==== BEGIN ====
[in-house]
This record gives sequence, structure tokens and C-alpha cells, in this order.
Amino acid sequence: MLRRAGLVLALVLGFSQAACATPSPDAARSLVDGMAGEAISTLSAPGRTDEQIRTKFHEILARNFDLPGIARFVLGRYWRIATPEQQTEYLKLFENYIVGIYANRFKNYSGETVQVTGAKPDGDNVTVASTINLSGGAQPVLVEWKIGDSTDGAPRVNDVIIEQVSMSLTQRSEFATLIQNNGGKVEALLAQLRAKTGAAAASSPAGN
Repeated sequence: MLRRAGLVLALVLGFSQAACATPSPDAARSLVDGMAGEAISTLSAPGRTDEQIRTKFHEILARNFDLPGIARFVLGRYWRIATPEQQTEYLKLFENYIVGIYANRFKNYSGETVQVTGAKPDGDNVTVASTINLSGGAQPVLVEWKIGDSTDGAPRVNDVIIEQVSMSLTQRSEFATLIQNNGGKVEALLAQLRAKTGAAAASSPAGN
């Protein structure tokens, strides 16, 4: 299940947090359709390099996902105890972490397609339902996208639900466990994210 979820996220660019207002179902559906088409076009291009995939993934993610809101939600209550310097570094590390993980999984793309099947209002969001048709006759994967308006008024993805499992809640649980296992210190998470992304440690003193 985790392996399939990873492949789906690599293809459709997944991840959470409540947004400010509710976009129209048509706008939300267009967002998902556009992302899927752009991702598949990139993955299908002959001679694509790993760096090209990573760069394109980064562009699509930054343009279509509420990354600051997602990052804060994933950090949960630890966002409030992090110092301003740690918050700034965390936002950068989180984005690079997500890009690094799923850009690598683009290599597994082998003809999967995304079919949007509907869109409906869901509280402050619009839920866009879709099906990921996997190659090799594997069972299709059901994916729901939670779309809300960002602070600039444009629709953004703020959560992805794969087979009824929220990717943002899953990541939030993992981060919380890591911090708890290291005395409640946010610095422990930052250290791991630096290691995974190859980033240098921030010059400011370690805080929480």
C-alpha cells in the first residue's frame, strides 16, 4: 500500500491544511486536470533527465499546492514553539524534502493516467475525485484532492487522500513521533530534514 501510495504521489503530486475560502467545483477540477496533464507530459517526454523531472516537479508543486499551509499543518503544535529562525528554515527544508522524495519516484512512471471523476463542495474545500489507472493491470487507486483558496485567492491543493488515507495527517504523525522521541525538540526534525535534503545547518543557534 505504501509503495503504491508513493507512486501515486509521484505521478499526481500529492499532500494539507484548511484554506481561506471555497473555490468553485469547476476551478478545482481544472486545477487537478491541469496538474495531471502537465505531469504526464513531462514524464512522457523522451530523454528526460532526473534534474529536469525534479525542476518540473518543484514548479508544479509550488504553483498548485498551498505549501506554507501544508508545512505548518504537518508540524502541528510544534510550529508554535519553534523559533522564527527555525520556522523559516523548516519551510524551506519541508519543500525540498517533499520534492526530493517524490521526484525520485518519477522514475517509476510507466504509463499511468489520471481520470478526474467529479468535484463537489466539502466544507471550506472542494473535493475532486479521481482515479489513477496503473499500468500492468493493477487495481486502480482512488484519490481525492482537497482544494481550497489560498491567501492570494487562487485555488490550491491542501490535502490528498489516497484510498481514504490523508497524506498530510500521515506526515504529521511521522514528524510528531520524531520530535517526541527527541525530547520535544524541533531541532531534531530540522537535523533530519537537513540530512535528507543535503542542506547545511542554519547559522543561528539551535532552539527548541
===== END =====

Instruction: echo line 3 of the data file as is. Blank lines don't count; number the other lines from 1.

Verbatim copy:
Amino acid sequence: MLRRAGLVLALVLGFSQAACATPSPDAARSLVDGMAGEAISTLSAPGRTDEQIRTKFHEILARNFDLPGIARFVLGRYWRIATPEQQTEYLKLFENYIVGIYANRFKNYSGETVQVTGAKPDGDNVTVASTINLSGGAQPVLVEWKIGDSTDGAPRVNDVIIEQVSMSLTQRSEFATLIQNNGGKVEALLAQLRAKTGAAAASSPAGN